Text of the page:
What do you do when you’re not sure if social media is appropriate for your business? You’re too aware to ignore the buzz, but you’re not sure that social media should be the entrée; you need a side order. That is, social media doesn’t always have to be the steak; it can be the green beans – especially in the very beginning.
Quite understandably, many brands are caught in this special land of social media purgatory. There’s a lot going on with social media and the decision to move forward should not be taken lightly or undertaken as an after thought.
Some businesses are waiting to see definitive ROI in the form of dollars and cents (which will probably never happen, but that’s another article for another time) and others want to ease into the medium with careful, purposeful steps. Whichever describes where you are at the moment, the important thing to know is that you’re not fenced in and you do have options.
There are three helpful ways you can leverage being in limbo; so that later, if you decide to make social media the main entrée, you’re headed in the right direction, and if you decide not to move forward, you’re not over invested and you still walk away smarter.
1. Be OK with your decision. If you decide to take it slow in the beginning, you will be chided. Smart aleck remarks will come from all directions. Expect it, look for it and respond accordingly. Invariably, you’ll run into some “expert”, who thinks you’re nuts to not go “whole hog”. People within your organization may have similar sentiments. Stick to your guns. Nothing is worse than making a decision and then waffling or caving to external pressure.
Be confident that your decision to start small was intentional and the best decision for you at the time. You know that you’ll be re-evaluating your approach in 30/60/90 days and that’s enough to keep you steady in your direction.
If you don’t come from a place of surety, people’s comments will slowly chip away at your resolve and self-doubt is never helpful when you’re trying something new.
2. Start a listening campaign. This is the part where you can walk away smarter if you decide not to use social media right away. People are talking about you, your company, your executives, your products and your services. At the very least, you need to know what’s being said and the context in which it’s being said (this is called sentiment).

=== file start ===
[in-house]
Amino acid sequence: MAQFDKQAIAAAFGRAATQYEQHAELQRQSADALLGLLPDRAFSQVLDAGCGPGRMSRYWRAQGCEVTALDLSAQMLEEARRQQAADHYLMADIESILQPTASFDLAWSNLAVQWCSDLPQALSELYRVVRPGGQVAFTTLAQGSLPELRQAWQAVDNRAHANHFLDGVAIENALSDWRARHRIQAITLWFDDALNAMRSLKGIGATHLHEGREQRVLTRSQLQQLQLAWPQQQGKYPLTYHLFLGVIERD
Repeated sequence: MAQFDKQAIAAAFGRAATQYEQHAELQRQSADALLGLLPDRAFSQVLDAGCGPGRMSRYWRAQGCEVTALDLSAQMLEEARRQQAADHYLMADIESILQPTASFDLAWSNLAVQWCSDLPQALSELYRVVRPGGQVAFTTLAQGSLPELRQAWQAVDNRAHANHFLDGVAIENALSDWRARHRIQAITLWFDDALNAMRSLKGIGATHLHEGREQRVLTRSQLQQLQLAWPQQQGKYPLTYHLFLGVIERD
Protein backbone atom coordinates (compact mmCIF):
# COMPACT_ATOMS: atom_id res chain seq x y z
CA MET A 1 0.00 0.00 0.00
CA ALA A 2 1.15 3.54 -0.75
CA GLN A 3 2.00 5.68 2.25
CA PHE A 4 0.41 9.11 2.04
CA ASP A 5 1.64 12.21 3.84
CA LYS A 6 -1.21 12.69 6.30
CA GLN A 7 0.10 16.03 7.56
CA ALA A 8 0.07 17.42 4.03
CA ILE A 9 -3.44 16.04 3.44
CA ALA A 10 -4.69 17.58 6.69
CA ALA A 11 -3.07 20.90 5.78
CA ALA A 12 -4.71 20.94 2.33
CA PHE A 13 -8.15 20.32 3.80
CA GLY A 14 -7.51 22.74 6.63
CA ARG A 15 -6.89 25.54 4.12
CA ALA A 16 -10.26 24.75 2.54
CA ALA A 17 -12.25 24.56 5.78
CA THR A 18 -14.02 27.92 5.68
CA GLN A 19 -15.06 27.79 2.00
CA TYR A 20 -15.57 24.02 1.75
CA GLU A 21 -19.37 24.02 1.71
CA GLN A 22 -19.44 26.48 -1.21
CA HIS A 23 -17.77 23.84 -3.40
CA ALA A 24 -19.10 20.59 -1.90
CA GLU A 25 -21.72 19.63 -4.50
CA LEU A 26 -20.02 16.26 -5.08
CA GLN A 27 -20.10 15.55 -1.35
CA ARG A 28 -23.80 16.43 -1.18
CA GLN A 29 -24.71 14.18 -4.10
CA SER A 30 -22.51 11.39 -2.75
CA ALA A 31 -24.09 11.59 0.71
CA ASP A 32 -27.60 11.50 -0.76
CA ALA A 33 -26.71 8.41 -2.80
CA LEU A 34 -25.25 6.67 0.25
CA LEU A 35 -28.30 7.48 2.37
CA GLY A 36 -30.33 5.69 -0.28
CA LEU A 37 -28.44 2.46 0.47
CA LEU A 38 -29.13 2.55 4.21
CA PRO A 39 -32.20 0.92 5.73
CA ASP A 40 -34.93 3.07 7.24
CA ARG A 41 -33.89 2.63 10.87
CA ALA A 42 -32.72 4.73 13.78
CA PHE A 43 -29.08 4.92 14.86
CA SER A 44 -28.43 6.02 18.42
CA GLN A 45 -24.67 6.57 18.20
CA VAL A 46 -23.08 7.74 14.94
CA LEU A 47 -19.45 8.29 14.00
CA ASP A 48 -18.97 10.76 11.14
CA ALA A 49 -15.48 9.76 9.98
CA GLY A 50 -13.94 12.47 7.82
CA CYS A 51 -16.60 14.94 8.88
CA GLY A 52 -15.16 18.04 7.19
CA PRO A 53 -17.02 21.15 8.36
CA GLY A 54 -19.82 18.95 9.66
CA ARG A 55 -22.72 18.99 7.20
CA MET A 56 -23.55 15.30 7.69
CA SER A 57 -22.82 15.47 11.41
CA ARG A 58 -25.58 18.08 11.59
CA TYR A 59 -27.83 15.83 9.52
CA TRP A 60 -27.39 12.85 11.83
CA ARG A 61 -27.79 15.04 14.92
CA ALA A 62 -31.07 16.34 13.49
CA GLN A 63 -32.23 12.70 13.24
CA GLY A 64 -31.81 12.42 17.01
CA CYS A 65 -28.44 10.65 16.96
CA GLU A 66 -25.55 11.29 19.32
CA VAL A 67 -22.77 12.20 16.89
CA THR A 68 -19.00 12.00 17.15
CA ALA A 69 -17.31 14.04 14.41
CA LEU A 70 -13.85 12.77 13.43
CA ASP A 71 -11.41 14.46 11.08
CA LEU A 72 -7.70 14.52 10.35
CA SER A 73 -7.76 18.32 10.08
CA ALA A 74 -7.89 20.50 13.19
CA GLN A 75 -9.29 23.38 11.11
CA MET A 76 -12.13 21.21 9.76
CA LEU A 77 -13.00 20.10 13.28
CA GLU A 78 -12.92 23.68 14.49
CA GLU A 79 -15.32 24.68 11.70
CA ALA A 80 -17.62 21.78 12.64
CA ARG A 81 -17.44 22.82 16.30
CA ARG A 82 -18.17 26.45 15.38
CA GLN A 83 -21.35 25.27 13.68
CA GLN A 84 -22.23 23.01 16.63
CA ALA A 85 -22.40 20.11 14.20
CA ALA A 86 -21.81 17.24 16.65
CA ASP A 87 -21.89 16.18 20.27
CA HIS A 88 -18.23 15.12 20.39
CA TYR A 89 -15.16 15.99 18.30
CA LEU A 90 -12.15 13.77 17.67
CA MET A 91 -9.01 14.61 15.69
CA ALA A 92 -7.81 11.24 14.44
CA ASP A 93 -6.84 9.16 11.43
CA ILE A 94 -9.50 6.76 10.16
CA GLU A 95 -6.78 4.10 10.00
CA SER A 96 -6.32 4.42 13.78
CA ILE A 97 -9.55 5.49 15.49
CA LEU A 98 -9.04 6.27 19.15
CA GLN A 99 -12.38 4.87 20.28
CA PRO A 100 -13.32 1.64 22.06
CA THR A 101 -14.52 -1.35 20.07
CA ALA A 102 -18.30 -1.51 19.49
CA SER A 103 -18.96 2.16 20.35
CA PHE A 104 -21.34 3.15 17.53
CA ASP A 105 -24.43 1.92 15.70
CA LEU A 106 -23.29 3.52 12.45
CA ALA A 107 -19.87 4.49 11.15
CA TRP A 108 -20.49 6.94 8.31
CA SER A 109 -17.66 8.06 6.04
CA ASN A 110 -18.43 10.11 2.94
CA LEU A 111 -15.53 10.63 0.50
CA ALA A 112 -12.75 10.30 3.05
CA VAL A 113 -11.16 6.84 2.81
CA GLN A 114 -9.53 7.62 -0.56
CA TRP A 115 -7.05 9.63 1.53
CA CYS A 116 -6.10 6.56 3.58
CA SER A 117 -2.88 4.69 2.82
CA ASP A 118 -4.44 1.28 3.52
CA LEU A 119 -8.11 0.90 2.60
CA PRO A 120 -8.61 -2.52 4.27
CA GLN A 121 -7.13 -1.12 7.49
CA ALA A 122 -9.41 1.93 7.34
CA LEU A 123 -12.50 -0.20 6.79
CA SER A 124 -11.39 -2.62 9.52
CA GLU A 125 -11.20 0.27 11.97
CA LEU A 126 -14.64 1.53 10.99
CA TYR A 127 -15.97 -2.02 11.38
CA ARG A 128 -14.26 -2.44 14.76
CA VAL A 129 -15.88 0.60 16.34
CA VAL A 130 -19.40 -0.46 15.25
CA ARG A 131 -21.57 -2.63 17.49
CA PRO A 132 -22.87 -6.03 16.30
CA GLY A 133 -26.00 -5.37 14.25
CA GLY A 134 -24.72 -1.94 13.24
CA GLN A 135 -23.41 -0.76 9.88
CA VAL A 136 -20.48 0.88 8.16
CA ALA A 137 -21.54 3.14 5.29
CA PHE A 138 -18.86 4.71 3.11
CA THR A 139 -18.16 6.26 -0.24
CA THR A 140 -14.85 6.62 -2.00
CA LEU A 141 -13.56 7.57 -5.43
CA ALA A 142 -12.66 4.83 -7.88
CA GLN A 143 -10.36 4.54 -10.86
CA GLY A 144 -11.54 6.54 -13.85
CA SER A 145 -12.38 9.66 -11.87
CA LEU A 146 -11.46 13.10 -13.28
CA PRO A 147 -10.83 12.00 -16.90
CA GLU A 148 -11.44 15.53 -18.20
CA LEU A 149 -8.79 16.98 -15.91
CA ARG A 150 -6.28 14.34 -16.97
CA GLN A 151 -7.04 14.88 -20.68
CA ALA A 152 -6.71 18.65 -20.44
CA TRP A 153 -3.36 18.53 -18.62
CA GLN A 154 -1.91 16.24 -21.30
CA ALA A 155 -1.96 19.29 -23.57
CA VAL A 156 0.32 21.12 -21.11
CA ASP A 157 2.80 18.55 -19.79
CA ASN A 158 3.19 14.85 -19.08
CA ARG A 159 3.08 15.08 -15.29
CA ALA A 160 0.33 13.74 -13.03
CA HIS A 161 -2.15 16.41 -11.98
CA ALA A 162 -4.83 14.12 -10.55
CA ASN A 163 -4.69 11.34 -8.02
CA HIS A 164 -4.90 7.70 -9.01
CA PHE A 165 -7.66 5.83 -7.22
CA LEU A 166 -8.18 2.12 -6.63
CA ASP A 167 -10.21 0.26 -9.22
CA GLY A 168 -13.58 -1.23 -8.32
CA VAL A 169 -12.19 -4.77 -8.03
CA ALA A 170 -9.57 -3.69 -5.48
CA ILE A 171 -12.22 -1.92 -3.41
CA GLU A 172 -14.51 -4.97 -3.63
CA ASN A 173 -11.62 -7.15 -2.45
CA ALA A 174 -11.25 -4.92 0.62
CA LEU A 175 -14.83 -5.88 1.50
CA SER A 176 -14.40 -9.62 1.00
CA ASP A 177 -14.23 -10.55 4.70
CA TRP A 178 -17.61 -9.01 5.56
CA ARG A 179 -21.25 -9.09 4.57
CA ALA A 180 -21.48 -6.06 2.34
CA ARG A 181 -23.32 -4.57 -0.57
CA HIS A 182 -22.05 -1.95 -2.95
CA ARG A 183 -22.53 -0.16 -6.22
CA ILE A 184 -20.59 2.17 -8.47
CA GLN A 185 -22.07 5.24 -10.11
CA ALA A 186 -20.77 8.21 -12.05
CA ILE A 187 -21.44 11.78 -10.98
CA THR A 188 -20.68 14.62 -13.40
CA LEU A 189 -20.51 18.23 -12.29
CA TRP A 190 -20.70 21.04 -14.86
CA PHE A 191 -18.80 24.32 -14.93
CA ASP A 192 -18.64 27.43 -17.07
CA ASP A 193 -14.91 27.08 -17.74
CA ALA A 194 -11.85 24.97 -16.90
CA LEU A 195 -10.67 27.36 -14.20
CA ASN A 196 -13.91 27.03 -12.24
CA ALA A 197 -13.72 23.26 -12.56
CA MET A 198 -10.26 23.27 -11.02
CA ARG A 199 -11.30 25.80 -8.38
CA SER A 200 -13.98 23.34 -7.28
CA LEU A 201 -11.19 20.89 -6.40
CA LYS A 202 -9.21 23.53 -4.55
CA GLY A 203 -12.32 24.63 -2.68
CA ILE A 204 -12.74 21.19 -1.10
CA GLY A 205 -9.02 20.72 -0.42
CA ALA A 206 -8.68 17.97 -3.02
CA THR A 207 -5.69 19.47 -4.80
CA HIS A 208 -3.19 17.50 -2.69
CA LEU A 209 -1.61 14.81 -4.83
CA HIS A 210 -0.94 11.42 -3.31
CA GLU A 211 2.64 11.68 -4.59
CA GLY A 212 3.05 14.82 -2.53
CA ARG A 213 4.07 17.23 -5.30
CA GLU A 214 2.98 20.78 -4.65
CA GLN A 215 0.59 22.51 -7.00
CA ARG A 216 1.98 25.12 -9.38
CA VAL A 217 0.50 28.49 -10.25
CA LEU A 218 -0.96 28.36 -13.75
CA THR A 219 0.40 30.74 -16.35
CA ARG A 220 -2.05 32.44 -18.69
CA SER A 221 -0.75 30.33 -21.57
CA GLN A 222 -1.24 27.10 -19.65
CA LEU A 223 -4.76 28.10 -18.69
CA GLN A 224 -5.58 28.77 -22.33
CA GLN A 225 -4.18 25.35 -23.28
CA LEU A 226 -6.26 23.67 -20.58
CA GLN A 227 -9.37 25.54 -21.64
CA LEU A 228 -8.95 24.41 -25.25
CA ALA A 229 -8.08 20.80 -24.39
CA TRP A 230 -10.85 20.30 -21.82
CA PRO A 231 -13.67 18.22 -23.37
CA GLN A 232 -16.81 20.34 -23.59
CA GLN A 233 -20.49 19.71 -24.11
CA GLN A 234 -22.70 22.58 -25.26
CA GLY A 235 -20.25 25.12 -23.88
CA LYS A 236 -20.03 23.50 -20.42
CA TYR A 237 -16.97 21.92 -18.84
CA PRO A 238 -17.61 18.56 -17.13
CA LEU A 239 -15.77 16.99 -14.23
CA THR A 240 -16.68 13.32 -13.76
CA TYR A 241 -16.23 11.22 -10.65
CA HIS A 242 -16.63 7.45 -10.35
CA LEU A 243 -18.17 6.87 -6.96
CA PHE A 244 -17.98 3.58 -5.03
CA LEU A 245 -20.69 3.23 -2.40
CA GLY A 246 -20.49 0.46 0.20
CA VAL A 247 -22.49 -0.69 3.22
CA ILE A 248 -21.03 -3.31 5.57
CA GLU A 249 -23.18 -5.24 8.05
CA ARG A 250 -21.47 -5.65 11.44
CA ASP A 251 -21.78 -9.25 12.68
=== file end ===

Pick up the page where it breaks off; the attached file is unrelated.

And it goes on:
By now you know that social media is, for the most part, all about conversations. Right now, most of those conversations occur in text format as comments on blogs, tweets on Twitter, discussions in online forums and Facebook wall and Fan Page posts. All of this data is easily mined for mentions of your brand collateral.
There’s software, called “social media monitoring” or “conversation monitoring” tools to help you determine where, how often and the context in which the conversations are happening. If you don’t want to invest in those tools just yet, at the very least, set up appropriate Google Alerts or use other free services likeTwilert, to let you know when your brand is mentioned on Twitter.
The main thing is that someone pays attention. Many times companies use the right tools to monitor the conversations happening online, yet they don’t review them for insights. Don’t let this information go to waste. Make sure it’s someone’s responsibility to track this data and include it in regular management reports.
Listening is important because when you know where quality conversation is happening around your brand, should you care to, you can participate and even facilitate those discussions; and as a direct result, better manage the brand. If you don’t know where the party is, even if you wanted to attend, you couldn’t.
3. Use O.P.S. After you’ve listened intently, using O.P.S. (Other People’s Social) is the next logical step if you’re trying to keep your social media investment contained.
Most business professionals are familiar with the concept of O.P.M. (Other People's Money); O.P.S. is similar, except it’s not money you’re leveraging, it’s social capital.
Provided your motives are genuine, there's no shame in dovetailing on to the prominent influencer in your industry and writing comments on their blog, engaging with them on Twitter or being their fan on Facebook.
Other good ways to use O.P.S. are being interviewed on a blog, podcast or video blog and guest blogging is also a very popular way to be a part of someone else’s successful social media scene.The upshot is you needn’t start your own social media army to start to use social media effectively; that can come later. Being a part of what's already happening can sometimes be just as important and fruitful as leading your own charge.